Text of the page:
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80% of teachers at Vietnam private preschools want to quit job: survey

80% of teachers at Vietnam private preschools want to quit job: survey

Wednesday, February 04, 2015, 14:02 GMT+7

Eighty percent of the teachers who participated in a survey last year said that they want to find another job.

>> An audio version of the story is available here

The survey was conducted by Nguyen Xuan Thoi, the investor of Worldkids Preschool in Ho Chi Minh City, for his research paper to graduate from a master’s program run by the Dutch Maastricht School of Management in collaboration with the Ho Chi Minh City University of Technology under the Vietnam National University-Ho Chi Minh City.

The research about important factors affecting the recruitment of teachers at private preschools started last May.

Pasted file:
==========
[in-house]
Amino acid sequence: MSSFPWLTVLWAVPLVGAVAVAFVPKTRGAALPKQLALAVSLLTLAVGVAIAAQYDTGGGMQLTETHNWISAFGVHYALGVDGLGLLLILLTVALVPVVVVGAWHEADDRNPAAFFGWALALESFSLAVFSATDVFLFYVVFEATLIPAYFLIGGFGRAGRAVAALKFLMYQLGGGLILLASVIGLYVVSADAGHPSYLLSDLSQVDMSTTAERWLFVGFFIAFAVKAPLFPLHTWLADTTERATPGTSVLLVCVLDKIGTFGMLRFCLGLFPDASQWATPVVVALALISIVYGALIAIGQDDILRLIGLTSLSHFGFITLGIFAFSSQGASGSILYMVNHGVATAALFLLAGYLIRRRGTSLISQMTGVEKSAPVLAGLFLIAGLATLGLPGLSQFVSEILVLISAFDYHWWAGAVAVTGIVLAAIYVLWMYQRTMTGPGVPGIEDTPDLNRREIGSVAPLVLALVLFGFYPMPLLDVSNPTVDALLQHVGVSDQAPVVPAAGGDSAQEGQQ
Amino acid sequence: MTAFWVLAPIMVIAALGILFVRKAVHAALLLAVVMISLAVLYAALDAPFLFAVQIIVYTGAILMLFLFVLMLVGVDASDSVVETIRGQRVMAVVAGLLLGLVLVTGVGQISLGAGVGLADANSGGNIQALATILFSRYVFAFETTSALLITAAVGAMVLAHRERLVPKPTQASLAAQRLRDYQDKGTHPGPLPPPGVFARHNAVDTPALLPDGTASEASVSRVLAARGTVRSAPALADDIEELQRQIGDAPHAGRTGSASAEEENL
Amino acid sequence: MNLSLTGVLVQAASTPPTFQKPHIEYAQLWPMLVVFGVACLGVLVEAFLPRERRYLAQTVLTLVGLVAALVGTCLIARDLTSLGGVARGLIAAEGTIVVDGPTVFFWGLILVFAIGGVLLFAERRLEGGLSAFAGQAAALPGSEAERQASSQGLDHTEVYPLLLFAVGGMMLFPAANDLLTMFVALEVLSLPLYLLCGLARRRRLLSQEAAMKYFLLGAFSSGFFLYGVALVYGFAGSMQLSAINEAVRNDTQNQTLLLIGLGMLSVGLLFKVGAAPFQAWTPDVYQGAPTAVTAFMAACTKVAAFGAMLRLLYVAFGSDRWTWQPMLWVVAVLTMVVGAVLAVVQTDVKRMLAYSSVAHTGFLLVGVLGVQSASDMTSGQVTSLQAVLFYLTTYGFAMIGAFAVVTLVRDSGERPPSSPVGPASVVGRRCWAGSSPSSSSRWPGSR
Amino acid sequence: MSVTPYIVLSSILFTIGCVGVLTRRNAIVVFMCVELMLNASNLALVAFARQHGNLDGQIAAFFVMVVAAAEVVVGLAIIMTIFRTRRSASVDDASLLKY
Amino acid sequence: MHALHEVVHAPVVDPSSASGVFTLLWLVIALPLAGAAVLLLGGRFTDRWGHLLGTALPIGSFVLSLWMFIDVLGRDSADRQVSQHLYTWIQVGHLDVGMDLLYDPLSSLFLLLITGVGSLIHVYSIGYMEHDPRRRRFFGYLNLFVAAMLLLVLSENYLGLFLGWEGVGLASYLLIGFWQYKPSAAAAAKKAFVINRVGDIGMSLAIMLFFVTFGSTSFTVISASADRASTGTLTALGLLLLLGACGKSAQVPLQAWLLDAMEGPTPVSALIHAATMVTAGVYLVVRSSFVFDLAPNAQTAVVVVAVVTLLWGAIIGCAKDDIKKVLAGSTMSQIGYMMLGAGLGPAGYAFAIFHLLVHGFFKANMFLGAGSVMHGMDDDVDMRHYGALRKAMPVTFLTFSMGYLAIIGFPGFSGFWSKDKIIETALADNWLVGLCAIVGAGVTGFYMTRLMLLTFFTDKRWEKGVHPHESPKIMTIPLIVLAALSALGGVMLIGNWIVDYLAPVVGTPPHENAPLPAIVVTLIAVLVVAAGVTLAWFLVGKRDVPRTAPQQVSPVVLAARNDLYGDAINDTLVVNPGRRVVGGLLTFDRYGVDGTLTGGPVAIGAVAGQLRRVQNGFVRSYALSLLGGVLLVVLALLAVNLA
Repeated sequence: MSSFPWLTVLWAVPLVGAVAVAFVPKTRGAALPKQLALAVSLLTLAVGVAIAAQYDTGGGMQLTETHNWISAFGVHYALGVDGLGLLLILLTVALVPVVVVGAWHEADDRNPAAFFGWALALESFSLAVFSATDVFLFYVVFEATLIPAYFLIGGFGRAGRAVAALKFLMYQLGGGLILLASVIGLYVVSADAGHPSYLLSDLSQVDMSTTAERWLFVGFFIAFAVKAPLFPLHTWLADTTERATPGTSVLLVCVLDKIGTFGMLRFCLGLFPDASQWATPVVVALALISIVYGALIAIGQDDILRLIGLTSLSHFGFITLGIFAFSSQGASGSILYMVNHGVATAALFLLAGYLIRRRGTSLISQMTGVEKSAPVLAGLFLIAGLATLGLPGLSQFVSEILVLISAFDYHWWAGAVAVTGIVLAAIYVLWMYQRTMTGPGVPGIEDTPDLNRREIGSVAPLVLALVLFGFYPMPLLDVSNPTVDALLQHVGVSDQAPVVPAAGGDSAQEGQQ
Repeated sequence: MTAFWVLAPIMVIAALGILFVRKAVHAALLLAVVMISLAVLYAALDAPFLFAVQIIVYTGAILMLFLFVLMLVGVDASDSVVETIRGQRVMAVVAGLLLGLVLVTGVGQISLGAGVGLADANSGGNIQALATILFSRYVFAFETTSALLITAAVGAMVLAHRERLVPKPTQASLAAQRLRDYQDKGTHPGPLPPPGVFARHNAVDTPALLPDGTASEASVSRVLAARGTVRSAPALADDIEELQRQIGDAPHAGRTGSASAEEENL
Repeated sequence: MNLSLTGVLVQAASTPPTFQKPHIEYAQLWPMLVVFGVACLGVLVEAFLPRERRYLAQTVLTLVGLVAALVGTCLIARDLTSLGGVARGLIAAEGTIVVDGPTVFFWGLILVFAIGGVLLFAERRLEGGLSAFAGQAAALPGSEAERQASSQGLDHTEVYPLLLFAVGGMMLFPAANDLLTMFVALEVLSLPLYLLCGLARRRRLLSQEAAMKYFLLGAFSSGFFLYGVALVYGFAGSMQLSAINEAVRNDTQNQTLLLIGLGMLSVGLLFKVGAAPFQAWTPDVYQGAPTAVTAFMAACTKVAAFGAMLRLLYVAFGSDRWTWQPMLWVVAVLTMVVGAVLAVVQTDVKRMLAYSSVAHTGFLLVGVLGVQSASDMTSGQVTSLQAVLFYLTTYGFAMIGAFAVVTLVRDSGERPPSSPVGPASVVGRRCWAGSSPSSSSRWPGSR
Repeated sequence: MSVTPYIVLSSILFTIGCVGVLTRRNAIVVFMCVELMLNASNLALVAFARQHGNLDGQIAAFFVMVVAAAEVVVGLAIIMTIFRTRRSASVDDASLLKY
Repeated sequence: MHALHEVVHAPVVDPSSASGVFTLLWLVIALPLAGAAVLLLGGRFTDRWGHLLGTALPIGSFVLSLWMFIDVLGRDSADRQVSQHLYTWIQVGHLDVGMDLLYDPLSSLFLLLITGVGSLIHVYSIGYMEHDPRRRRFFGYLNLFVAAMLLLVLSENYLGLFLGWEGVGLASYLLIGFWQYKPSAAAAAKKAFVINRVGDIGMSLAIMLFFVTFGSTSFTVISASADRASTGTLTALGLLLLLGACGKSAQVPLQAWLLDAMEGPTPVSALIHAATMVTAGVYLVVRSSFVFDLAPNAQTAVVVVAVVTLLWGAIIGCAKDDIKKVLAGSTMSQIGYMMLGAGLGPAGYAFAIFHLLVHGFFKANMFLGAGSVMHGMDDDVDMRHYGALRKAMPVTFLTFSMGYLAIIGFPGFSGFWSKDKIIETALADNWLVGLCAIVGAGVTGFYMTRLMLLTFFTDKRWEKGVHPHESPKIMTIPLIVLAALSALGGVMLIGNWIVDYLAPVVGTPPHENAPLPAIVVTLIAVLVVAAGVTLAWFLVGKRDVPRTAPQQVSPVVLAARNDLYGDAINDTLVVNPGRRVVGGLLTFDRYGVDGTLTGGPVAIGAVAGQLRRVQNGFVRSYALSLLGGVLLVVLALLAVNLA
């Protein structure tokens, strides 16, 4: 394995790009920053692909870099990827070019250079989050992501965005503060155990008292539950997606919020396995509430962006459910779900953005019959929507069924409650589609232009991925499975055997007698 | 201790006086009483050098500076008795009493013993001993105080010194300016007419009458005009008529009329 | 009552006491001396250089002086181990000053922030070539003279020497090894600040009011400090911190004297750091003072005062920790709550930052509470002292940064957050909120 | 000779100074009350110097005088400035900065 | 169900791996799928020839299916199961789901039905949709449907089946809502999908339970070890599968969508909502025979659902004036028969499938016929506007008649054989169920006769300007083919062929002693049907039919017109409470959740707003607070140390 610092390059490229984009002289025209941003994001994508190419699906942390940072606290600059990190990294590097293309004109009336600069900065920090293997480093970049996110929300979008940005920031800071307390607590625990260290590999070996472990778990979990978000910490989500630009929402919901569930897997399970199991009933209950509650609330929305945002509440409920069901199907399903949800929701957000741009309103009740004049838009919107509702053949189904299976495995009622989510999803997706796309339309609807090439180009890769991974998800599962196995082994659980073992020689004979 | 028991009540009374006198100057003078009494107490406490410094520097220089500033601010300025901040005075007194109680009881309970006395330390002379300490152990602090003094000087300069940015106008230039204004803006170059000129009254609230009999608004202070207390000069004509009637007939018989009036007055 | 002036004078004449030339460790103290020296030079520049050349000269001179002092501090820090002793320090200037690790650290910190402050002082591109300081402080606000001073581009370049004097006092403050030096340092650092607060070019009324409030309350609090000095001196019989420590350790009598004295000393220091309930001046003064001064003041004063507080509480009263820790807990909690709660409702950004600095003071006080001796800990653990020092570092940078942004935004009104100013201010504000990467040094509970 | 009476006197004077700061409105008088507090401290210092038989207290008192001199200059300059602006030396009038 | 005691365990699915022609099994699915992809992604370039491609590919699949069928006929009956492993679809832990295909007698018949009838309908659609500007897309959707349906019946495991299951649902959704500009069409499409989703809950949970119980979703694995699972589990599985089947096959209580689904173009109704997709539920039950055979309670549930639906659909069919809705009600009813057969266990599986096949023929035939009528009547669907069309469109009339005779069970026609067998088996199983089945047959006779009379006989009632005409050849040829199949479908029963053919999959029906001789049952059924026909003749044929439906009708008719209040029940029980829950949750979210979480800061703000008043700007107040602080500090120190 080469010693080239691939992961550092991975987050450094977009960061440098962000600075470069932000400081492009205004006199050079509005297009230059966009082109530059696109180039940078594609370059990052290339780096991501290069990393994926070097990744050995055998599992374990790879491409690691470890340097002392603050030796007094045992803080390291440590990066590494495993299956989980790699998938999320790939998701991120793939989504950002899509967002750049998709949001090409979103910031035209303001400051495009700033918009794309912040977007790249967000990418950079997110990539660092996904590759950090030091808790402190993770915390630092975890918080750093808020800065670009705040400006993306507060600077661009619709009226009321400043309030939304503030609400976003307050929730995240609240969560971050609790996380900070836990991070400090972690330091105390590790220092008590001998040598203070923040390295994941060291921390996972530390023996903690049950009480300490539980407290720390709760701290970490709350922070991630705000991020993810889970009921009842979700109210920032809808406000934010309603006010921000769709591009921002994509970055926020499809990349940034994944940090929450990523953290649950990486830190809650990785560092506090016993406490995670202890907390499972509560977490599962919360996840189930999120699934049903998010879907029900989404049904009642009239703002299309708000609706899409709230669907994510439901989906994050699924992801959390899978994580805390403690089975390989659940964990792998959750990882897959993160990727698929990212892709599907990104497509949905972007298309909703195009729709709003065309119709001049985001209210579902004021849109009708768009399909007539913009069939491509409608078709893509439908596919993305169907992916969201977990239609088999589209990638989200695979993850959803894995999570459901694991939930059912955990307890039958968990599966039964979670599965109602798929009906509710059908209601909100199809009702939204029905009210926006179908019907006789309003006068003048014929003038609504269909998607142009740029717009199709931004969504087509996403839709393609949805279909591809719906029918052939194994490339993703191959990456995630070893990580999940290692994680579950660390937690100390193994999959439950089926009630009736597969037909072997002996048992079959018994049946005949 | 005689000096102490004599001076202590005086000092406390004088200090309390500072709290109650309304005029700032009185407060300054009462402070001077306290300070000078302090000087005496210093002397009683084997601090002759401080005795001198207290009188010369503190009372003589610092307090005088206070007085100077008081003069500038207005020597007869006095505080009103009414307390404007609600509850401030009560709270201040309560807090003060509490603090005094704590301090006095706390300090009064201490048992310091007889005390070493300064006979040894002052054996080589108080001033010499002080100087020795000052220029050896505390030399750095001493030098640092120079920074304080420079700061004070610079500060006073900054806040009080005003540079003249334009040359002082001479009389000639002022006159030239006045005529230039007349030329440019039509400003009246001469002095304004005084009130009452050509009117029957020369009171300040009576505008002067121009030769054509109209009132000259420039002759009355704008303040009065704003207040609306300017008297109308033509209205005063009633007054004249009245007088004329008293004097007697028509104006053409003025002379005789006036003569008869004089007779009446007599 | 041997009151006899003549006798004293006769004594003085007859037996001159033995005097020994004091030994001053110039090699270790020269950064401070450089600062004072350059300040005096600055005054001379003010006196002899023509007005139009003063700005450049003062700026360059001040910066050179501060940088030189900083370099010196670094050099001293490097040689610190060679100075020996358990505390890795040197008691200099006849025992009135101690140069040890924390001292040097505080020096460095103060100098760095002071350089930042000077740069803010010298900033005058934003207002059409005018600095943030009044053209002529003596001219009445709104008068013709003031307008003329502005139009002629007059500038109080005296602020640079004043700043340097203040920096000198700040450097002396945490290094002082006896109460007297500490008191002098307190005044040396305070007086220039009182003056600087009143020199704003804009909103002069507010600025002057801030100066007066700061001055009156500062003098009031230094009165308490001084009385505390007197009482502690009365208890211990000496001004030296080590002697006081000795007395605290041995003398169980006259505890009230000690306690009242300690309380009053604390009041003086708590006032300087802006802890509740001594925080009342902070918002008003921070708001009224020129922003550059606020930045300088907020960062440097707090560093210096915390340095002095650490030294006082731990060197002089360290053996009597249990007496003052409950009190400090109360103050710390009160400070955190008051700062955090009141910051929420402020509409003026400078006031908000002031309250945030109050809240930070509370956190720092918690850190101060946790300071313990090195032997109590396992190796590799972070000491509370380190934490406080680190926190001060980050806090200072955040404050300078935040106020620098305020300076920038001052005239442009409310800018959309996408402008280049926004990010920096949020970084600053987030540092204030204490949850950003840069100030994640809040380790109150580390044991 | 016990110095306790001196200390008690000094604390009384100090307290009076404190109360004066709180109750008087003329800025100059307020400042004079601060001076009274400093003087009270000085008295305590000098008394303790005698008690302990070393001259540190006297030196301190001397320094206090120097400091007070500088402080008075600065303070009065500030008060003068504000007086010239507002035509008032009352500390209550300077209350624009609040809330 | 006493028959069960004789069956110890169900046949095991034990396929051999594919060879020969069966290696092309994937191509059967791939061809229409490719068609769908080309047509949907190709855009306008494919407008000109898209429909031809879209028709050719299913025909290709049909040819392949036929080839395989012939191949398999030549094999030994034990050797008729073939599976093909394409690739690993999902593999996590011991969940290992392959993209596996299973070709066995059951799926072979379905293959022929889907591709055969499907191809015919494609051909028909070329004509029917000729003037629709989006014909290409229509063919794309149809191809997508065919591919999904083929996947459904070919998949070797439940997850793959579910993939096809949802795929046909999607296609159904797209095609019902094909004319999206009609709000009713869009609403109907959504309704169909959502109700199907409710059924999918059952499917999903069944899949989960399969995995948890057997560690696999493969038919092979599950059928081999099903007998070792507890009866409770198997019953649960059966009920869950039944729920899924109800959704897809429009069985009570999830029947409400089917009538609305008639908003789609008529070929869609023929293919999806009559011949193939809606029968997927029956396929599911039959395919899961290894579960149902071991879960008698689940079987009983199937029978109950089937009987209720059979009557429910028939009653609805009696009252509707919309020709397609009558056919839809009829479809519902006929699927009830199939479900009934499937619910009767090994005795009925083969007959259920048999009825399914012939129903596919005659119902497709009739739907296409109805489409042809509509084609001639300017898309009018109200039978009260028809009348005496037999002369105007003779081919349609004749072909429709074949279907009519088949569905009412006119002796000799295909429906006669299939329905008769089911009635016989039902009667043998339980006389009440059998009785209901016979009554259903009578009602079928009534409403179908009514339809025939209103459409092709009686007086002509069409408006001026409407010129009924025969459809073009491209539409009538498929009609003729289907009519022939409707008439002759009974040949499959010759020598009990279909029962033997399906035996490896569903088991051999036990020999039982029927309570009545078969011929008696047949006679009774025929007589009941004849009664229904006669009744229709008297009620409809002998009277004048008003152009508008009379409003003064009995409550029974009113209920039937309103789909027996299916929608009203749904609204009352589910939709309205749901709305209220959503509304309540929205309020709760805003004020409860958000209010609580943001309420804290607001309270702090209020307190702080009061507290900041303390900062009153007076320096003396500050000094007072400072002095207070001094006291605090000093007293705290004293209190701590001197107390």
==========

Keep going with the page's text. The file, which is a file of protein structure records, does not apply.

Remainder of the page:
Thoi said he was inspired by the questions of why teachers usually quit private preschools, and if the job’s pressure and salary have the most impact on their decision.

He randomly picked 300 teachers at several private preschools to carry out the survey.

The chosen teachers were of different ages and had different levels of salary, from nearly VND3 million (US$140) to more than VND10 million ($466) a month.

According to the survey, 54.5 percent said they feel honored to be a teacher, and 80 percent answered that they want another job.

About 75 percent said their salary was acceptable, and 53.4 percent felt satisfied with their welfare.


Thoi’s survey showed that factors which make private schools attractive to teachers include salary, workplace culture and environment, teaching motivation, and the chance to improve workmanship, among others.

Among them, the chance to improve workmanship and deserving positions at work are what teachers mainly focus on, according to the survey.

After the results of the survey were announced, many teachers expressed their opinions on the situation.

One common point is about the salary of preschool teachers.